I was still getting a lot of nerve pain. It felt like there was an overly tight elastic band stretched beneath my skin, which got tugged and pulled when I moved. That nerve pain started to go away as I started moving more and had less swelling.

By the end of week five, I could type with two hands much more comfortably. I was able to lift plates out of high cupboard, just.

As time went on, I started being able to do more tasks:

At the end of June, I had another hospital appointment. This time I did get an xray. The surgeon said it looked good. He explained that the joint was at around 30% normal strength, and that there was still a risk of re-breaking it over next 4 weeks. My forearm was still numb, although not sore. He recommended I wait six weeks before any ‘strenuous activity’. Stationary exercise bicycles were allowed. Jogging was also okay, so long as I didn’t fall over or jar my shoulder too much.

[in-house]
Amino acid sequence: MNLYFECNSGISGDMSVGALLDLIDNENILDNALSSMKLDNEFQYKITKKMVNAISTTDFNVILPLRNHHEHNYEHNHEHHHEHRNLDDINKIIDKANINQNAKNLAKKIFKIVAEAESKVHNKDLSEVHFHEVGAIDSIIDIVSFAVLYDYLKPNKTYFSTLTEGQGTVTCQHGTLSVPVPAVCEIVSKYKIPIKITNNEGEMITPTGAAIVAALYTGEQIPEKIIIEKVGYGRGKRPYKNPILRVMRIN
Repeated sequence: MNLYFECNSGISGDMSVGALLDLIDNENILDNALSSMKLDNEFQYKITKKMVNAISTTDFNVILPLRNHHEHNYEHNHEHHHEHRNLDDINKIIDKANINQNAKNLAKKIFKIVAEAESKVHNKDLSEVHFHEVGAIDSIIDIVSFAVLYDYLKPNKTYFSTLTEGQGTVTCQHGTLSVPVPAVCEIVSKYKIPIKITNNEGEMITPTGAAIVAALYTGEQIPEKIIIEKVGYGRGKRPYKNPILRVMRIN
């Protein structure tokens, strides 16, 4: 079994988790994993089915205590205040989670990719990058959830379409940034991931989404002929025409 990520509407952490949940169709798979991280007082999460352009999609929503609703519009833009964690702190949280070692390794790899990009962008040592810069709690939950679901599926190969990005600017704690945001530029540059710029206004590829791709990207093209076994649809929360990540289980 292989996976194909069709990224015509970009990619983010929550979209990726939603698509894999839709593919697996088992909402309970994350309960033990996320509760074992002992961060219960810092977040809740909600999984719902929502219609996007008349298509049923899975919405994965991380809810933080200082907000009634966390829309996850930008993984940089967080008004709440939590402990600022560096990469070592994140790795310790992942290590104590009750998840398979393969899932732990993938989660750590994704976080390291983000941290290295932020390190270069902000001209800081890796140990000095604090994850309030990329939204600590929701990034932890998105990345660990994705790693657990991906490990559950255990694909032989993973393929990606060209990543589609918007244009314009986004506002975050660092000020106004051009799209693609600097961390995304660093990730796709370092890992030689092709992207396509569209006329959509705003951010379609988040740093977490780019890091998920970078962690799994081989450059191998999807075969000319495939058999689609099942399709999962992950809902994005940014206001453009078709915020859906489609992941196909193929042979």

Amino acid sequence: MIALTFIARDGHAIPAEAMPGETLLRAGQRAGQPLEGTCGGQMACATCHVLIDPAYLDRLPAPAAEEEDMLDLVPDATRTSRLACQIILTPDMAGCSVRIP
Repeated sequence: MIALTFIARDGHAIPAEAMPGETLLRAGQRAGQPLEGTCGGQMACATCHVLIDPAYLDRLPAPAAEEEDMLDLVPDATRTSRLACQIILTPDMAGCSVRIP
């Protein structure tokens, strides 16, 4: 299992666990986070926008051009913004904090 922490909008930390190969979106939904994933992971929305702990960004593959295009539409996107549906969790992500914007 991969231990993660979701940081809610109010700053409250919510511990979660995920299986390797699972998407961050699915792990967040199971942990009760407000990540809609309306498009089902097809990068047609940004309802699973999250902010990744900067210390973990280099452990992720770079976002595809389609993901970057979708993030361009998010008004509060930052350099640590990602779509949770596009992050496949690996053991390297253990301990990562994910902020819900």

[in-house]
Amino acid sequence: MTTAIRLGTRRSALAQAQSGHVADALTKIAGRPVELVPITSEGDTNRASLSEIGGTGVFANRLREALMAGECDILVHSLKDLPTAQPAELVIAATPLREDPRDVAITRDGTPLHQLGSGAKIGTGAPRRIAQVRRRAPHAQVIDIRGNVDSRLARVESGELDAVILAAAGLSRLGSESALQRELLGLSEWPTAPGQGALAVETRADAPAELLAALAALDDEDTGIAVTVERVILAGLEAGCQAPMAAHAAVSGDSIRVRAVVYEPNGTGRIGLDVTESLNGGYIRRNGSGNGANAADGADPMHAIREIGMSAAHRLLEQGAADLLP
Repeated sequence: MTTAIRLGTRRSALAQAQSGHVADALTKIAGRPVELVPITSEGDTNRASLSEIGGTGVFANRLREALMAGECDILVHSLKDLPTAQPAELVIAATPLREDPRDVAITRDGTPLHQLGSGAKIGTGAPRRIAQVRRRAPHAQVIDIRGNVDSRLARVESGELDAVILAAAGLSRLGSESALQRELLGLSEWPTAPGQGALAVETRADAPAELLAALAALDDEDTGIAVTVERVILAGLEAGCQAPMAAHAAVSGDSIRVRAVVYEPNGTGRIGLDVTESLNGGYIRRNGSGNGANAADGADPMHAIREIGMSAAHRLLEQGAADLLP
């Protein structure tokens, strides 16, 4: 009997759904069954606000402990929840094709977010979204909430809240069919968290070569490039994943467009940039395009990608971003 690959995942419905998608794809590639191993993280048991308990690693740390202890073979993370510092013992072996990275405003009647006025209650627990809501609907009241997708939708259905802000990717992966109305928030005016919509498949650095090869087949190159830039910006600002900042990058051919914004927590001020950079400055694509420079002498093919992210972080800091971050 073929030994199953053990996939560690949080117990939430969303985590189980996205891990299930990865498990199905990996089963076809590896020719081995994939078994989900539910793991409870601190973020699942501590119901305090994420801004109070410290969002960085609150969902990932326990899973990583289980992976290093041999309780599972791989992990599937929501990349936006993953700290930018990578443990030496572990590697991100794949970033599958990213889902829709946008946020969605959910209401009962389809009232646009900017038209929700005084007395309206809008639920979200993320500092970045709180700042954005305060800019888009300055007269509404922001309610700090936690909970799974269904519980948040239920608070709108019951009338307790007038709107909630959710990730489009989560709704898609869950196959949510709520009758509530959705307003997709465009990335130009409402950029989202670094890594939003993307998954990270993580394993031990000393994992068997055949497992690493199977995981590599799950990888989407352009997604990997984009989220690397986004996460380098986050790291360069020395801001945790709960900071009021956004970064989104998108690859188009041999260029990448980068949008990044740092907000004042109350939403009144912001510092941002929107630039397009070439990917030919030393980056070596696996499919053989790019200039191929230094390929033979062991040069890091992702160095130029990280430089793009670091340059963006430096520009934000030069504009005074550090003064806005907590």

I decided to aim to do a 10k run in mid-September to give me something to focus on. On 28th June I started jogging, being very careful not to trip up.

Regaining strength and movement – month three

In July I had another physio appointment and was given some different exercises. To increase my range of motion, I had to stand under a doorway, put my hand against the top of the doorway and then move forward so that my arm was stretched backward a bit. As ever, I was told I should push far enough that it’s “uncomfortable, but not agony”.

The second exercise required a resistance band; like a big elastic band. I tied a knot in the elastic band, wedged one end into a closed door and held onto the other end with my hand. With my elbow joint at 90 degrees and my arm at a 45 degree angle to my side I had to pull against the band by rotating my upper arm, keeping everything else fixed. Oh boy, that was tough at first. It really isolates your shoulder muscles.